The U.S. intelligence community found with ``high confidence'' in 2002 that North Korea obtained components that could be used to enrich uranium. However, there has always been less confidence in the analysis of what precisely North Korea planned to do with the components, the official said.

It was a worst-case scenario when a CIA paper in 2002 stated that the plant ``could produce enough weapons-grade uranium for two or more nuclear weapons per year when fully operational - which could be as soon as mid-decade.''

The next line of the paper highlighted the uncertainty, reminding readers that North Korea's nuclear program was ``a difficult intelligence collection target.''

President Bush said at the time that Pyongyang was ``enriching uranium, with the desire of developing a weapon.''

Chief U.N nuclear inspector Mohamed ElBaradei has been invited to Pyongyang in mid-March for a visit expected to result in the return of his inspectors after a four-year hiatus.

The U.S. intelligence record on Iran's nuclear activities also is being questioned.

Several senior diplomats familiar with work of the Vienna-based International Atomic Energy Agency, which ElBaradei heads, told The Associated Press that while U.S. intelligence helped reveal Iran's secret nuclear program in 2002, none of the information provided the U.N. nuclear watchdog by American spy agencies since then had led to meaningful leads. Still unproven is whether Tehran is using the cover of a nuclear power plant program to try to make atomic weapons.

One of the diplomats - who, like others demanded anonymity because he was discussing confidential information - said that in the case of Iran, lack of good intelligence was due to ``no presence on the ground.'' Intelligence is increasingly scarce because ``the Iranians have tightened up on their operations'' since the 2002 revelations about their secret uranium enrichment program, he added.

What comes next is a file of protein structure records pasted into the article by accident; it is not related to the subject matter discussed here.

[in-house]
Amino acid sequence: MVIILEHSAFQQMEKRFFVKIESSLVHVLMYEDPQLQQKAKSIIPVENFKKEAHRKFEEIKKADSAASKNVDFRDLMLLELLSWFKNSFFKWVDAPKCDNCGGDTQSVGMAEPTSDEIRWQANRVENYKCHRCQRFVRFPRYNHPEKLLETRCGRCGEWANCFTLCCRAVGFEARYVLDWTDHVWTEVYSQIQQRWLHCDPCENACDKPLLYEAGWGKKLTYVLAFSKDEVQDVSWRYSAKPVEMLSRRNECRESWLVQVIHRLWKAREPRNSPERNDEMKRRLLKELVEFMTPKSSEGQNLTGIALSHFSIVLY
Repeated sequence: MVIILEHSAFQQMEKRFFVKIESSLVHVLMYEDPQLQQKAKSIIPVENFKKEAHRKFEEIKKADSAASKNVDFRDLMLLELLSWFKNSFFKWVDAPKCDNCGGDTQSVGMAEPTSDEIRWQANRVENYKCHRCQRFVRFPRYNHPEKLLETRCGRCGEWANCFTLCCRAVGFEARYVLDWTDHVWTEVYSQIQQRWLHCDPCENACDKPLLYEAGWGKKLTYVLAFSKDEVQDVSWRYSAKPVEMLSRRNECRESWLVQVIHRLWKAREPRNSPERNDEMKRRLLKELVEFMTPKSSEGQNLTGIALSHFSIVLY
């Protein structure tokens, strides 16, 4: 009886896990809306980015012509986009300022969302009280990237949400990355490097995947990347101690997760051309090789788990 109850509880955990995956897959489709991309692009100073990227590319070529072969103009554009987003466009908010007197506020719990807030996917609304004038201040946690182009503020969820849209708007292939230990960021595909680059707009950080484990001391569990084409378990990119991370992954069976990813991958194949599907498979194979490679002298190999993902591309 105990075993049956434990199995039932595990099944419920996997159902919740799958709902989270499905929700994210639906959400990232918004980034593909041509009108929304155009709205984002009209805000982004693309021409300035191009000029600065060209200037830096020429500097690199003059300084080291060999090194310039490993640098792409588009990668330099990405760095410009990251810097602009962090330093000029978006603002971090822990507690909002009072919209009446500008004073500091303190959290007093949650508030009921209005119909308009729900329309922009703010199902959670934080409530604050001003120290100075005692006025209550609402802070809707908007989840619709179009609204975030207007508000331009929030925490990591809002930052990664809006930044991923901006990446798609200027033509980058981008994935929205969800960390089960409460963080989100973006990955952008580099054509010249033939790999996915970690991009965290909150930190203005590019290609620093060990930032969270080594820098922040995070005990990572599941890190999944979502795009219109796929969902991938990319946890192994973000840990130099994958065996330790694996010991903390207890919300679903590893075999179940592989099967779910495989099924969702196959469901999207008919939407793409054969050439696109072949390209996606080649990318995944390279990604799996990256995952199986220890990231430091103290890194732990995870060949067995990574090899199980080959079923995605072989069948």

Broad assessments often hinge on detailed information about equipment, which can be difficult to prove.

For North Korea, a key U.S. assertion that Pyongyang was trying to create an industrial-scale uranium enrichment program parallel to its plutonium operations was based on evidence that the North Koreans had purchased or were trying to buy thousands of highly machined aluminum tubes, he said. The CIA cited Iraqi purchases of such tubes to support its assertion about a purported nuclear weapons program under Saddam.

A CIA fact sheet made public four years ago claimed ``clear evidence indicating that the North has begun constructing a centrifuge facility,'' and estimated it could produce material for at least two or more nuclear weapons a year by 2005.

Former U.N. nuclear inspector David Albright, who recently visited Pyongyang and held talks on the North's nuclear program, does not question U.S. assertions that the North bought a few dozen centrifuges from the same Pakistani black market network that supplied Iran's program.

``However, a large centrifuge plant likely does not exist; perhaps it never did,'' says Albright in a report of his Washington-based Institute for Science and International Security that tracks the North Korean and Iranian nuclear programs.

The diplomat agreed, noting it made no sense for the energy-starved North - which is to get the equivalent of up to 1 million tons of heavy fuel oil under the nuclear disarmament deal - to run such a program consuming record amounts of power at a time it was making good progress on its plutonium-based arms program.